20 Species bred in captivity do not receive the same protection as those in the wild. Source: cites.org It is this loophole in the treaty that poachers exploit to their advantage. Brent Stirton, National Geographics This black bull was found wandering Zimbabwe Save Valley Conservancy after poachers shot him several times and hacked off both his horns. Veterinarians euthanized the animal because his shattered shoulder could no longer support his weight. 20

21 Where the Rhino Once Roamed Home to 90% of the world s remaining black and white rhino in the wild, South Africa, has seen the bulk of the recent resurgence in rhino poaching. The resurgence not only threatens the return of the comeback kid but leaves the survival of both species beyond the next decade in serious question. Since 2007, poaching in South Africa is up by a staggering 3,000%. South Africa set a record number of rhino poached in 2012 with 668 nearly 50% increase over the year before. Compared to only four years earlier in 2008 when 83 rhinos were illegally killed. From the black rhino population in the wild plummeted dramatically by an estimated 97% according to the IUCN (International Union for Conservation of Nature and Natural Resources.) This drop prompted the IUCN, the world leader in assessing species vulnerability, to label the black rhino as critically endangered. In 1995 only 2,410 black rhino remained. 21

22 However, due to renewed interest in the rhino s plight and conservation efforts, by 2010 their numbers had increased to 4,880 earning the comeback kid title. While still not what they once were, the numbers showed a sign of recovery in the species, and planted a seed of hope for the beleaguered animal and for its survival. For its cousin the white rhino, the story is nearly the same. By the end of the 18 th century, the southern white rhino, one of two white rhinoceros subspecies, was hunted down and only a mere individuals remained, all in South Africa. By 2010, thanks to aggressive conservation and a concerted reintroduction program helped boost the southern white rhino numbers in the wild to 20,160. Truly, a comeback kid story if ever there was one. Outside South Africa most can be found in Kenya, Namibia and Zimbabwe. Sadly for the northern subspecies, in 2003 the wild population stood at a measly 30 individuals, all living in Garamba National Park in the Democratic Republic of the Congo. Three years later in 2006, only four confirmed northern white rhino remained. Experts see little hope for the species survival and have already classified it as extinct. 22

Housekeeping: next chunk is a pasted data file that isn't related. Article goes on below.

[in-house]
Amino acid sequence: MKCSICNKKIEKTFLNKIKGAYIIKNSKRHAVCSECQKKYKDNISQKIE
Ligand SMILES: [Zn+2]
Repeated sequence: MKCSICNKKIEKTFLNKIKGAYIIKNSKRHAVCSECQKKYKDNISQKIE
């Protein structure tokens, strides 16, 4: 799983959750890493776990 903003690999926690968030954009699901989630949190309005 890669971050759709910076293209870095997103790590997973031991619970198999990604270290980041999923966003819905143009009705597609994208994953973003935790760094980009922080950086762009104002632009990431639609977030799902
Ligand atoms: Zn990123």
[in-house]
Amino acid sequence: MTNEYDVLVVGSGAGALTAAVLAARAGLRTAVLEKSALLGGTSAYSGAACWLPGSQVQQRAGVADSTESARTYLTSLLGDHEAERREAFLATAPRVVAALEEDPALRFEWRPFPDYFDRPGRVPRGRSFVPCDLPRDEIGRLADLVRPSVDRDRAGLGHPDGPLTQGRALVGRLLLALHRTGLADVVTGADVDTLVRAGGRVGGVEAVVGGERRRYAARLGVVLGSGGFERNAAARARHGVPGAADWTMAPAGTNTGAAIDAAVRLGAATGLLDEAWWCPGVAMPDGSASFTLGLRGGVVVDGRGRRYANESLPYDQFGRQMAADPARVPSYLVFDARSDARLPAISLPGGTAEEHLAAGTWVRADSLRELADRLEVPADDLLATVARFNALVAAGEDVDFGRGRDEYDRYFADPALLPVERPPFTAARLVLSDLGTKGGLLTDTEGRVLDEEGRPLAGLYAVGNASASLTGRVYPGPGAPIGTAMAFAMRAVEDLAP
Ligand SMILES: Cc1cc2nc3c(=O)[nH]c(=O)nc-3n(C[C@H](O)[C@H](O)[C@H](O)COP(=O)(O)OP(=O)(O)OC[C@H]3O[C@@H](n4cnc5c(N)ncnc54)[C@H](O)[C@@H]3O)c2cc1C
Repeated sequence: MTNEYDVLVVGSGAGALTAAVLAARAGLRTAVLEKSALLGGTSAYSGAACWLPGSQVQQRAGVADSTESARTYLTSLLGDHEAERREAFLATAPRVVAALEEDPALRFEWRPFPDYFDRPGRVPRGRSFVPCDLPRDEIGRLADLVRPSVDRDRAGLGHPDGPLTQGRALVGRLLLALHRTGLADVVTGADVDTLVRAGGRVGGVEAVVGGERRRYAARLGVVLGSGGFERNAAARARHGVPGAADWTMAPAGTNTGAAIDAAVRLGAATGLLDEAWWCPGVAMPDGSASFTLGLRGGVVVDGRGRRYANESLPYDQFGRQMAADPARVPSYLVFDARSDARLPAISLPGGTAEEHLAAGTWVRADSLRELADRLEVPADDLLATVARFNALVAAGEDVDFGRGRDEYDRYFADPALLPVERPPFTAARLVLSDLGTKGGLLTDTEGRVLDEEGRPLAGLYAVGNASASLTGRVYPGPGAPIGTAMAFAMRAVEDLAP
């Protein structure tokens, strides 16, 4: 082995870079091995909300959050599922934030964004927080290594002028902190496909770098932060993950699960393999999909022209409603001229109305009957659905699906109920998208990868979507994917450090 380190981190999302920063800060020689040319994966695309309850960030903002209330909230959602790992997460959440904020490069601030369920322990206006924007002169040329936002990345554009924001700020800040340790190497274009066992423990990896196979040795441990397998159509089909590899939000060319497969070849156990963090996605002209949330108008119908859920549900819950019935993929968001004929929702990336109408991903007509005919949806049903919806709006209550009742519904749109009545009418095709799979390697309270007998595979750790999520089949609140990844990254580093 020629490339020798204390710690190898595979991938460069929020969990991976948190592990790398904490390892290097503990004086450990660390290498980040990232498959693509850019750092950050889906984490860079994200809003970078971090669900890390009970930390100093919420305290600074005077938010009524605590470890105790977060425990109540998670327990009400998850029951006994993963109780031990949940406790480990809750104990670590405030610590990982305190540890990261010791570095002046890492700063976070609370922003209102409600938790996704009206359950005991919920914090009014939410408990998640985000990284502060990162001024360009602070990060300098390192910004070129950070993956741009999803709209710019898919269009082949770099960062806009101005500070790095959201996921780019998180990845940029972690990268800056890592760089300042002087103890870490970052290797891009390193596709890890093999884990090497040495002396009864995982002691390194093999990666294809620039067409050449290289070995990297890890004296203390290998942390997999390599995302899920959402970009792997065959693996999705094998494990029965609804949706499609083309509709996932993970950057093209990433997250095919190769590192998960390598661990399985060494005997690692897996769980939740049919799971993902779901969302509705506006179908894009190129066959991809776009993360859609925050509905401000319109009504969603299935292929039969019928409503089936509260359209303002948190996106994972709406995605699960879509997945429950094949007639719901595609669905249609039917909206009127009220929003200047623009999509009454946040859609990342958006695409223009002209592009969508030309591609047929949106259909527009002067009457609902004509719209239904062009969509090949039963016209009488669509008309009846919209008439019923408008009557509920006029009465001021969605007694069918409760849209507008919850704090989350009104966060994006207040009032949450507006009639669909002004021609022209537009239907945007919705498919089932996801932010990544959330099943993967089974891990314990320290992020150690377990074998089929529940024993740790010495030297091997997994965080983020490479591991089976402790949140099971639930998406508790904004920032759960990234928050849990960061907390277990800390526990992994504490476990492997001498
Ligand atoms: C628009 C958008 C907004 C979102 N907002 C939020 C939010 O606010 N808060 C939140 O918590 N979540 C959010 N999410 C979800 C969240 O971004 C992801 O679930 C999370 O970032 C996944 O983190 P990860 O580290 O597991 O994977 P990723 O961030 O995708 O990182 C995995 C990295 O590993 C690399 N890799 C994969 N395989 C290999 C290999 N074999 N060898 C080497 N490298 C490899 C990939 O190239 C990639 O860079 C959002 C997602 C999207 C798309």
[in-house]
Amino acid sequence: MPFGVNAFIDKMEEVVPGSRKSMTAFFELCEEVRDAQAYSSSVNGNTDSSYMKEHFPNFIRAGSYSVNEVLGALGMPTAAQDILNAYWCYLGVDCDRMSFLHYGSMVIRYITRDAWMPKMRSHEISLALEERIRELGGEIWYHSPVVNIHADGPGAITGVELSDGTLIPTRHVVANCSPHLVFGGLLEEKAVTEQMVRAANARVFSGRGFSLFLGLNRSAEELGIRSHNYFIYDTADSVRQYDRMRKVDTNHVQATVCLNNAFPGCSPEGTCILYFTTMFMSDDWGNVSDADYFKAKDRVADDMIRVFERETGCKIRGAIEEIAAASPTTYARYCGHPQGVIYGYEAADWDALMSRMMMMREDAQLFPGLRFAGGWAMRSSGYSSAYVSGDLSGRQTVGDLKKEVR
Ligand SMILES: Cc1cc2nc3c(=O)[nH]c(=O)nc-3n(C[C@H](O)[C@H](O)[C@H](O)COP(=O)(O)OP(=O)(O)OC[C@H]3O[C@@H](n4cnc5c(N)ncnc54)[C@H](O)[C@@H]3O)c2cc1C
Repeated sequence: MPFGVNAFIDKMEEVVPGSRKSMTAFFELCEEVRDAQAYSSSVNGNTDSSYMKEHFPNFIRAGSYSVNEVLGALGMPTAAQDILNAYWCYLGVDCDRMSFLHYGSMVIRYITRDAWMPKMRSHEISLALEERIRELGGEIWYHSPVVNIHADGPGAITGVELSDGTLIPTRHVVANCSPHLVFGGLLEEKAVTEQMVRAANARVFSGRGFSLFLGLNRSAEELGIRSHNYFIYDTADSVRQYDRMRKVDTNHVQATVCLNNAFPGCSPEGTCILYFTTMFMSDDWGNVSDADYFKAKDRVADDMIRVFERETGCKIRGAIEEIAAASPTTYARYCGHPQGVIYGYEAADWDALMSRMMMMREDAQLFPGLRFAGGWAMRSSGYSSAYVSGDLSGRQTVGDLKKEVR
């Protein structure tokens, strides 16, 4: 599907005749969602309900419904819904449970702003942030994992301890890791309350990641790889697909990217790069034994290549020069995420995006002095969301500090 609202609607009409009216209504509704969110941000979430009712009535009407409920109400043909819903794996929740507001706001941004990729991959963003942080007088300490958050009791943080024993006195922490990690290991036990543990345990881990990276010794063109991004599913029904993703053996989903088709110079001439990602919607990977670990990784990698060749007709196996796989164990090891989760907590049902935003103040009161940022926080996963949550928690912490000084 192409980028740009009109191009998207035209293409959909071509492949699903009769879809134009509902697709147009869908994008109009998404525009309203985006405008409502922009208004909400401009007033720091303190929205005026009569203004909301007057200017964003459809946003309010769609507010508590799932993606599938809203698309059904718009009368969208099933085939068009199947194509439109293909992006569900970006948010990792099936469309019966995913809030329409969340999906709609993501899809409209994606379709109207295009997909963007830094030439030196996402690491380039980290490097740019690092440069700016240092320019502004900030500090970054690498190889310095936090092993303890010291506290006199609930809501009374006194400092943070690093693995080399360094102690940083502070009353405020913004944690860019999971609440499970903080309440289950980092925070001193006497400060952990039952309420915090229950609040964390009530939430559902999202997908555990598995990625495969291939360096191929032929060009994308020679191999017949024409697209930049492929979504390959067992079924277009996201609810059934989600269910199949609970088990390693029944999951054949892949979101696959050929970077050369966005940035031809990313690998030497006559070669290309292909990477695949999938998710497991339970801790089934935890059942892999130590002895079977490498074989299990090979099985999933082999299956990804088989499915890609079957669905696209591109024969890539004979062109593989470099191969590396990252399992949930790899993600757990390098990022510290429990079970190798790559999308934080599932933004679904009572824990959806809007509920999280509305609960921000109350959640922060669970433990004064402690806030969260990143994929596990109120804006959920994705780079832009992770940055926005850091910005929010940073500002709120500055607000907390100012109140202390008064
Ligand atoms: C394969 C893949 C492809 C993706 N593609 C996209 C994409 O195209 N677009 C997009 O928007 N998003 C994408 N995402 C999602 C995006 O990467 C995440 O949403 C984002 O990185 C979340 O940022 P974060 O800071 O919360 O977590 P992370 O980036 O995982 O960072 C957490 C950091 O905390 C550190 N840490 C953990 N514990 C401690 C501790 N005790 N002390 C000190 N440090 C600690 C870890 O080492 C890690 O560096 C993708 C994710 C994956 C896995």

23 So, Who s to Blame? Naturally, one would think with one or two fairly large horns, a keen sense of smell and hearing, and of course their giant size, that the rhino would be no match against a foe. You would be correct. Rhinos have no natural predator, except one. Man. Rhinos have extremely poor eyesight. This weakness leaves them extremely vulnerable against heavily armed and experience poachers who sneak up on them within only a few feet before firing. From merely a stub to over five feet in length, the horn(s) of a rhino are made from keratin the same substance found in our hair and fingernails. How did something so abundant become so scarce? 23

24 Travels of the Rhino Horn Smuggling: the illegal transferring of goods in and out of a country. Some cultures believe rhino horn has mystical and healing powers. More recently, the horn has become popular among Vietnams nouveau riche and political elite as a party drug or a hangover cure. For the rhino, that s a big problem. Rhino horn is now worth more than cocaine or gold. The illegal wildlife trade has exploded in recent years. According to the IFAW (International Fund for Animal Welfare) wildlife trafficking has become a multibillion dollar a year business. For the rhino, that s even a bigger problem. Backed by Asia s nouveau riche and organized crime syndicates, African paramilitary groups, and a continued and growing demand for the exotic, is pushing many wild animals, reptiles and birds, including the rhino, closer to extinction. 24